Most people would be familiar with the Marxist revolutionary guerrilla leader Che Guevara on T-shirt designs and hippie bars. The communist soldier isn’t who people would usually consider a fashion icon, but he has become one anyway. So how did a rebel’s face become the face of many t-shirt designs for a few decades? Let’s find out.
History of Che Guevara
In order to know how Guevara became a fashion icon, we have to know exactly where he came from and what happened to him. Actually, his face wasn’t always the caricature that we’re very much familiar with now. It was actually modeled after a photo named Guerrillero Heroico taken by Alberto Korda after Fidel Castro’s victory.
The photo was published in the papers and eventually made its way to Paris Match, a well-known French magazine. This happened while Guevara was actually fighting for communism in 1967. When Guevara was captured and executed in the same year, artist Jim Fitzpatrick decided to use the photo to create a new piece of propaganda art.
Now, it’s very important to note that Fitzpatrick was actually a fan of Guevara. He met Guevara in Ireland and was deeply impressed by the communist guerrilla fighter. After Guevara’s death, Fitzpatrick decided to create a protest against his death. He drew the original photo and placed it on a red background, symbolizing revolution and youth propaganda. From there, young French students used it as their banners for their propaganda movements in 1968.
Che Guevara’s Evolution Into Fashion
Over the years, the picture has been exploited by artists and clothing brands alike to be made into something of a fashion statement instead of a symbolism of radicalism. Because of this, the original meaning of the image was somehow lost, and people started to wear the picture because it was “cool”.
While many people were adopting this style of fashion, no one really knew who Che Guevara was. In fact, Bruce LaBruce, director of the Raspberry Reich, stated that Guevara’s picture was once an image of political idealism, but is now nothing but a useless fashion statement.
Of course, a lot of companies decided to make use of the picture because it was so relevant in the fashion world. You’d probably see many brands such as Gap, Vans, Urban Outfitters, and Louis Vuitton making use of the image one way or another.
But it’s not just the common people who don the face of the revolutionary icon. In fact, a lot of celebrities and high-profile people are seen wearing T-shirts design with Guevara’s face on them. In fact, people like Jay Z, Floyd Mayweather, Carlos Santana, and even Prince Harry have been seen wearing one. A lot of celebrities have also been seen to sport Che Guevara tattoos as well. Soccer star Diego Maradona and boxer Mike Tyson both sport Che Guevara tattoos on their body.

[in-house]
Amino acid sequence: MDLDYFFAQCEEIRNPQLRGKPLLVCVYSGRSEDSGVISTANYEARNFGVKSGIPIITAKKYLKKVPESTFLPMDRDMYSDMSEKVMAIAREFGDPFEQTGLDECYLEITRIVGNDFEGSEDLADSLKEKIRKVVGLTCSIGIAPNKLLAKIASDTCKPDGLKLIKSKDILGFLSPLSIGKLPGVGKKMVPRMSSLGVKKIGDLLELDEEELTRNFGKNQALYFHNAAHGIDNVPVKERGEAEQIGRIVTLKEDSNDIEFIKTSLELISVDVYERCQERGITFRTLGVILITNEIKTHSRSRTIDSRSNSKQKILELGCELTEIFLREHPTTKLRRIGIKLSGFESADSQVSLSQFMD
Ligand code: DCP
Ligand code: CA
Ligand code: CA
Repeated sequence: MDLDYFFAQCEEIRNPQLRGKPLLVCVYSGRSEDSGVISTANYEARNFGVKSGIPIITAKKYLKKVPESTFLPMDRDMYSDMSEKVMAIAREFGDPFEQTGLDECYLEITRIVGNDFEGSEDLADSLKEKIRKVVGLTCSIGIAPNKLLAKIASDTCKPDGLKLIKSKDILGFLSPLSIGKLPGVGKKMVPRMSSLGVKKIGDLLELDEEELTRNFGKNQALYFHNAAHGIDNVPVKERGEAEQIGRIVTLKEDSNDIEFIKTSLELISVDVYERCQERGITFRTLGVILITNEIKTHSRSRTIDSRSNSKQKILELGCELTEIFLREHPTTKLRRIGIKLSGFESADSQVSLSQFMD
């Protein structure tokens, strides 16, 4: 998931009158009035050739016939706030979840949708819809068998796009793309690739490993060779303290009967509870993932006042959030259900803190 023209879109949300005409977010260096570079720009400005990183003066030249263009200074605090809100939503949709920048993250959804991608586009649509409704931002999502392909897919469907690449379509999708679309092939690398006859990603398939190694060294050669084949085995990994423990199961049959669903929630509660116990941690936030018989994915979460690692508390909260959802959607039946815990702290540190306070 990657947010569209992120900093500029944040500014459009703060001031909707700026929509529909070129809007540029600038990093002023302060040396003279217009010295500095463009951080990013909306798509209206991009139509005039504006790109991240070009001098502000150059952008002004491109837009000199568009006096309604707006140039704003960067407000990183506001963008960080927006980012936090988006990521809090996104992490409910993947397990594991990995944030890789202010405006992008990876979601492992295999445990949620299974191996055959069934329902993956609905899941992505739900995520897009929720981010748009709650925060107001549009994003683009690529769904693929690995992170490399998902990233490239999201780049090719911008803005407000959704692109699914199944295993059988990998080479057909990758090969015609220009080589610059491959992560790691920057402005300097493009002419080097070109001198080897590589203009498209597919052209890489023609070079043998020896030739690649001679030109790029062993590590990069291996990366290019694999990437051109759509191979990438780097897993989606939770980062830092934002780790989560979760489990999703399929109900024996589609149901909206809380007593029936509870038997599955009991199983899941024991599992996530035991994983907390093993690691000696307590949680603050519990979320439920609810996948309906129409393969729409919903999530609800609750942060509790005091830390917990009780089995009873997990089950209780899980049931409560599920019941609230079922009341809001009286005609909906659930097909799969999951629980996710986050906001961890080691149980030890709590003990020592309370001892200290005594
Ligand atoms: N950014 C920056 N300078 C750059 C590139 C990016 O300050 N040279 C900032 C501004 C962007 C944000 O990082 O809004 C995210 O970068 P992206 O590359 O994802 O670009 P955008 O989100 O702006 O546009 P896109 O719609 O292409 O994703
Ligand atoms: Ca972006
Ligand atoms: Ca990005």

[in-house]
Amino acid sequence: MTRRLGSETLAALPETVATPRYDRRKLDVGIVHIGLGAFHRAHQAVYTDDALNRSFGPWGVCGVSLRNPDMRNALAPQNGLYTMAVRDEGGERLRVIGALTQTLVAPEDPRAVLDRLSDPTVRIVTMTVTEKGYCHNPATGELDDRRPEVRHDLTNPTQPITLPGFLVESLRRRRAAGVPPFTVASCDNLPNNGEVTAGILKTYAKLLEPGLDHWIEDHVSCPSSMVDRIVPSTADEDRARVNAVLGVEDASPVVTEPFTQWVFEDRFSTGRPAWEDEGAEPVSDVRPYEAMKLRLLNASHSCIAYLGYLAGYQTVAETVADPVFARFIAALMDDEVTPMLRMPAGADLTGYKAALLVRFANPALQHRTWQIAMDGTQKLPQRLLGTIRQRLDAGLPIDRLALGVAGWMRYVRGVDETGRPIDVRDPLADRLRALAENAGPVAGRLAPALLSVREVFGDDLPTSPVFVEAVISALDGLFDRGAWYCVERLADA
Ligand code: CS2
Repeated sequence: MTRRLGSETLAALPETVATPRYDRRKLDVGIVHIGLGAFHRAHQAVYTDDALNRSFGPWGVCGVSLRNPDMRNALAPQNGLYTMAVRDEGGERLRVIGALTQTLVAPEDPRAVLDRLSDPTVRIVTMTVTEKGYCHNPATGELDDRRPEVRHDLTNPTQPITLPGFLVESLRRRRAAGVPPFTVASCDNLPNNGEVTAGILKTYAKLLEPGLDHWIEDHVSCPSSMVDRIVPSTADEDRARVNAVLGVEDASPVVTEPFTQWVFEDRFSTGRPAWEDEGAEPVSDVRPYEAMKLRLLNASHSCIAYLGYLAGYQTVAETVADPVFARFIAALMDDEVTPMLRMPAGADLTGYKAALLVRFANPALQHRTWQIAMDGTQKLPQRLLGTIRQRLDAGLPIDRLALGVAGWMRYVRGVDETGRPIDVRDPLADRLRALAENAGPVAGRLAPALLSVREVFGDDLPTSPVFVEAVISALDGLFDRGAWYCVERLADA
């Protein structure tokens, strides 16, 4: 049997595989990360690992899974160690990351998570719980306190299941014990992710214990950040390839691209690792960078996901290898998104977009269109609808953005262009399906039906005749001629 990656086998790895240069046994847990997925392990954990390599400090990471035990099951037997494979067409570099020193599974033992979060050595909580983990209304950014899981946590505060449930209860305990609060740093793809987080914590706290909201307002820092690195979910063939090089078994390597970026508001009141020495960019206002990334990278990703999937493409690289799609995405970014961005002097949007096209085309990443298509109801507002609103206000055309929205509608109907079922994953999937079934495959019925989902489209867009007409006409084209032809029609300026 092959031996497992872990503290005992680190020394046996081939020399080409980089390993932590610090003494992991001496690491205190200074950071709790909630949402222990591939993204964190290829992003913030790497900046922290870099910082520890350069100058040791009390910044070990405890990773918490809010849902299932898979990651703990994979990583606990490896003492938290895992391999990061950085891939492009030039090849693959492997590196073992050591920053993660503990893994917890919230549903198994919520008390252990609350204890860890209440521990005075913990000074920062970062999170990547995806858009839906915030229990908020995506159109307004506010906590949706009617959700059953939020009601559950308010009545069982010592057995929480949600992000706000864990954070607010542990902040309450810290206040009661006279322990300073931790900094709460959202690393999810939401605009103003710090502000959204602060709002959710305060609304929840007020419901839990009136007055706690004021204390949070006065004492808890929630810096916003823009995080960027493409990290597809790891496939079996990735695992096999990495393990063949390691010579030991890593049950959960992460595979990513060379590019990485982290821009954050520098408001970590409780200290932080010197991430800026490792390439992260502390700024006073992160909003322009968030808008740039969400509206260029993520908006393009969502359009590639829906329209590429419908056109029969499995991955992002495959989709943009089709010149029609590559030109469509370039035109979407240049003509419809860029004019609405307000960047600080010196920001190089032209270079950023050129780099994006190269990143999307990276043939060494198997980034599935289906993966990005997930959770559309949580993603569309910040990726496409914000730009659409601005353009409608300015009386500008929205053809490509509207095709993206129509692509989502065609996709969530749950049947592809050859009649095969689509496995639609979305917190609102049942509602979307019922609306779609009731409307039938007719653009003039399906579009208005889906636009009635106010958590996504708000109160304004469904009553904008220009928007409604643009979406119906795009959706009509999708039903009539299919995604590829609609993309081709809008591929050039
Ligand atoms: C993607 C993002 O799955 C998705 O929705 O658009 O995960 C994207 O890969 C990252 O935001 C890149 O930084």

Controversy Surrounding the Picture
Just like any controversial piece of art, there are groups that negatively react to fashion outlets that promote Guevara.
The Human Rights Foundation, for example, fought against Urban Outfitter’s Che Guevara apparel. They’ve stated that the clothing brand was promoting terrorism and tyranny. This was because Guevara was actually in charge of an execution camp where he executed the prisoners of the new state.
Che Guevara Fashion Today
These days, not many people sport the Che Guevara t-shirt designs anymore because it’s out of fashion. That being said, fashions usually come back around after some time, so Guevara’s face might be out in the public again in a few years.
But why has it become such an iconic statement in the first place? Did it simply look so cool that everybody wanted to sport it all of a sudden? To some extent that might be the case but the more likely reason is the deeper meaning behind the picture.
To many, Guevara was actually regarded as a fighter of freedom. That’s why Fitzpatrick wanted to create a legacy out of him in the first place. Of course, the original political meaning got lost along the way and ended up in the hands of companies and brands.
While most of us glorify the death of freedom fighters, brands do take advantage of this by portraying the work of art as expressing an inner “rebellious” side. This somehow appeals to a lot of people, which is why the picture became a global phenomenon in the first place. While brands have marketed the Che Guevara face as the face of “teenage rebellion” and “standing out”, consumers don’t know the bloody history of the man. They just take in whatever the clothing brands tell them.
To put it short, the Che Guevara global fashion phenomenon is just a product of consumerism and really good marketing.